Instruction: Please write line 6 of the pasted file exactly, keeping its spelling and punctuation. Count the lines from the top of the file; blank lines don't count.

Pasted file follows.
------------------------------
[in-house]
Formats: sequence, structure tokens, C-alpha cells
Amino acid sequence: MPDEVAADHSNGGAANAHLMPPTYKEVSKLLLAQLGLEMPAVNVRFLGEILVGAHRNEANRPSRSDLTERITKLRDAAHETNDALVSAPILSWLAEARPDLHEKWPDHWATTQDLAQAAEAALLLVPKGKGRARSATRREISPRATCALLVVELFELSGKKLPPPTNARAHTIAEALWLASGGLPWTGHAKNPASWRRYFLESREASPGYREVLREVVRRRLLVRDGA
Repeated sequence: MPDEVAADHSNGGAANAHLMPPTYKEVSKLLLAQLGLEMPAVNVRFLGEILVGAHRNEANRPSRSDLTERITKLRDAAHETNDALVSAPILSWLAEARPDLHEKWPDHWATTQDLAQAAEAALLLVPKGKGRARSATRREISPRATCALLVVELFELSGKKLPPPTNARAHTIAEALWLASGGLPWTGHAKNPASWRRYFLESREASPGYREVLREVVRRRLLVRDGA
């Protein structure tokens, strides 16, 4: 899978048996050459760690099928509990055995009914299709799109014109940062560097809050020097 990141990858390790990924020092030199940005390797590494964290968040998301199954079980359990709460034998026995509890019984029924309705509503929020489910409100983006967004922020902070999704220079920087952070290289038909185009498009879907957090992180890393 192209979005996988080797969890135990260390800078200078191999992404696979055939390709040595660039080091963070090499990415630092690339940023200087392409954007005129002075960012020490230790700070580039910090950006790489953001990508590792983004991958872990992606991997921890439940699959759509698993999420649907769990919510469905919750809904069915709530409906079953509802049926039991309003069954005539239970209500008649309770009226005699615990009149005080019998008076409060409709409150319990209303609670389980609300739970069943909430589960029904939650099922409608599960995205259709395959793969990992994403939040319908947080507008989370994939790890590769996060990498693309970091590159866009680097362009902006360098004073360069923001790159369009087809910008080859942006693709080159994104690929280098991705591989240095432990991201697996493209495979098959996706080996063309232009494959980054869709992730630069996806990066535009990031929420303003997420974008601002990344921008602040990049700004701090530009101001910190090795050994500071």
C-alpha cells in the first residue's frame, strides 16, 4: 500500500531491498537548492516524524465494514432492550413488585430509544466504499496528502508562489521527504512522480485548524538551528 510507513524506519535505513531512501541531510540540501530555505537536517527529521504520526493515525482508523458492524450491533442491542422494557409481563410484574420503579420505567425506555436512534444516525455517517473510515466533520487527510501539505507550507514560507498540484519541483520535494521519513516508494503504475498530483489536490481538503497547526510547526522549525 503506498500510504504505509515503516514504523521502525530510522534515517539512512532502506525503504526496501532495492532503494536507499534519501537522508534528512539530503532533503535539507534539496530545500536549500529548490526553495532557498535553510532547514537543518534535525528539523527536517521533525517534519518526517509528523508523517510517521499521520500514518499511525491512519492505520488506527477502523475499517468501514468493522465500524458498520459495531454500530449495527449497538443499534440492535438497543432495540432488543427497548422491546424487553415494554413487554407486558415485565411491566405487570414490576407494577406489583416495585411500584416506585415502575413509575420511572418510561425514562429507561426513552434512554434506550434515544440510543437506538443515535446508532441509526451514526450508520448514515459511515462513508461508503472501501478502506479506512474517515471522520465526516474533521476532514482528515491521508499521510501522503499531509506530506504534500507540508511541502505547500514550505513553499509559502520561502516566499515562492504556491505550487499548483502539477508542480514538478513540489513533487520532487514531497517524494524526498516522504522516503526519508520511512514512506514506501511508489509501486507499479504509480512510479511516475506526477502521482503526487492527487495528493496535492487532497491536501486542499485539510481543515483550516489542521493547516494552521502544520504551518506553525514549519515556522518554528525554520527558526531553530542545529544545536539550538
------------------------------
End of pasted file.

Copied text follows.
C-alpha cells in the first residue's frame, strides 16, 4: 500500500531491498537548492516524524465494514432492550413488585430509544466504499496528502508562489521527504512522480485548524538551528 510507513524506519535505513531512501541531510540540501530555505537536517527529521504520526493515525482508523458492524450491533442491542422494557409481563410484574420503579420505567425506555436512534444516525455517517473510515466533520487527510501539505507550507514560507498540484519541483520535494521519513516508494503504475498530483489536490481538503497547526510547526522549525 503506498500510504504505509515503516514504523521502525530510522534515517539512512532502506525503504526496501532495492532503494536507499534519501537522508534528512539530503532533503535539507534539496530545500536549500529548490526553495532557498535553510532547514537543518534535525528539523527536517521533525517534519518526517509528523508523517510517521499521520500514518499511525491512519492505520488506527477502523475499517468501514468493522465500524458498520459495531454500530449495527449497538443499534440492535438497543432495540432488543427497548422491546424487553415494554413487554407486558415485565411491566405487570414490576407494577406489583416495585411500584416506585415502575413509575420511572418510561425514562429507561426513552434512554434506550434515544440510543437506538443515535446508532441509526451514526450508520448514515459511515462513508461508503472501501478502506479506512474517515471522520465526516474533521476532514482528515491521508499521510501522503499531509506530506504534500507540508511541502505547500514550505513553499509559502520561502516566499515562492504556491505550487499548483502539477508542480514538478513540489513533487520532487514531497517524494524526498516522504522516503526519508520511512514512506514506501511508489509501486507499479504509480512510479511516475506526477502521482503526487492527487495528493496535492487532497491536501486542499485539510481543515483550516489542521493547516494552521502544520504551518506553525514549519515556522518554528525554520527558526531553530542545529544545536539550538